The Role of Mediterranean Fever Mutation in the Clinical Course and Pathogenesis of Ankylosing Spondylitis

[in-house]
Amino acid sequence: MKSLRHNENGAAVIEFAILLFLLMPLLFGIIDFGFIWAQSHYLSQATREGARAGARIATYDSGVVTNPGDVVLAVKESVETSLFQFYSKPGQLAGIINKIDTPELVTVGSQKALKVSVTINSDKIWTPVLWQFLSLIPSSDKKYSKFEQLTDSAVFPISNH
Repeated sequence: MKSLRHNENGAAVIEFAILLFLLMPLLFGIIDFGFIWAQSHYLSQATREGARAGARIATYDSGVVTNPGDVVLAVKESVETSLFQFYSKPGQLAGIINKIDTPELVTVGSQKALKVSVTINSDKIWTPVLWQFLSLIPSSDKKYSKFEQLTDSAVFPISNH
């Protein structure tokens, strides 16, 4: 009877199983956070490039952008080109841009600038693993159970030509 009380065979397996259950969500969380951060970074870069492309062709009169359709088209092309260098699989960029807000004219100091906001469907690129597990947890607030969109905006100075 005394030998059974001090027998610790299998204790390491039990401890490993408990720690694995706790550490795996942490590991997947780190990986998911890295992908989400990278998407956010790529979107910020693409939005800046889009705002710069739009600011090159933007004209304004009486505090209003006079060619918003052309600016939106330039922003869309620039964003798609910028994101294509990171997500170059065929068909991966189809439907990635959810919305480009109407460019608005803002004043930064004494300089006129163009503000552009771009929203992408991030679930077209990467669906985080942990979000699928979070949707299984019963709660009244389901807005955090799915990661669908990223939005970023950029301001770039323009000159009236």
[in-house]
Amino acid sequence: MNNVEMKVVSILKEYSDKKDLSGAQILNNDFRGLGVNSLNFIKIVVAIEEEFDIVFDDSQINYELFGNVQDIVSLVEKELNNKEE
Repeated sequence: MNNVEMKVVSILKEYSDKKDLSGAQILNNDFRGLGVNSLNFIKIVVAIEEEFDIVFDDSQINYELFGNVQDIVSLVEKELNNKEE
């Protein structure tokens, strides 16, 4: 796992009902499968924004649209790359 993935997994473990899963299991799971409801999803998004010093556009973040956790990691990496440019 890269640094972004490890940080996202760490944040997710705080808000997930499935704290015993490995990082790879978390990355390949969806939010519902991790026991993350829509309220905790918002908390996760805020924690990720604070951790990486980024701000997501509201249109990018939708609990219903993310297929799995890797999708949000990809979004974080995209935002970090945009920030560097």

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Objectives: This study aims to investigate the role of Mediterranean fever (MEFV) gene mutations in the pathogenesis and clinical progression of disease in ankylosing spondylitis patients. Patients and methods: The study included 88 patients (60 males, 28 females; mean age 38.7 +/- 8.7 years; range 19 to 56 years) diagnosed with ankylosing spondylitis according to modified New York criteria. The patients were evaluated for peripheral joint and hip joint involvement and treatment characteristics. Using multiplex/polymerase chain reaction reverse hybridization method, the presence of 12 different MEFV mutations was investigated. Results: Of 29 patients, heterozygote mutation was detected in 24(83%), mutations in both alleles were detected in three (10%), and combined heterozygote mutations were detected in two patients (7%). Three most common mutations were M694V (11.3%), E148Q (8%), and V726A (4.5%). In the group with mutations, symptoms had started earlier than in the other group, and the number of peripheral joints involved was higher. When both characteristics were compared with the characteristics of the group that did not have any gene mutations, the differences were statistically significant (p<0.001 and p=0.044, respectively). The highest correlation with the number of peripheral joints involved was determined for M694V mutation (p=0.034), while onset of symptoms at younger age was correlated with E148Q mutation (p=0.010). Conclusion: Based on the findings of this study and our clinical experience, it can be said that the clinical progression of ankylosing spondylitis patients with MEFV gene mutations is more severe, and this suggests that MEFV gene mutations may be contributive to ankylosing spondylitis pathogenesis.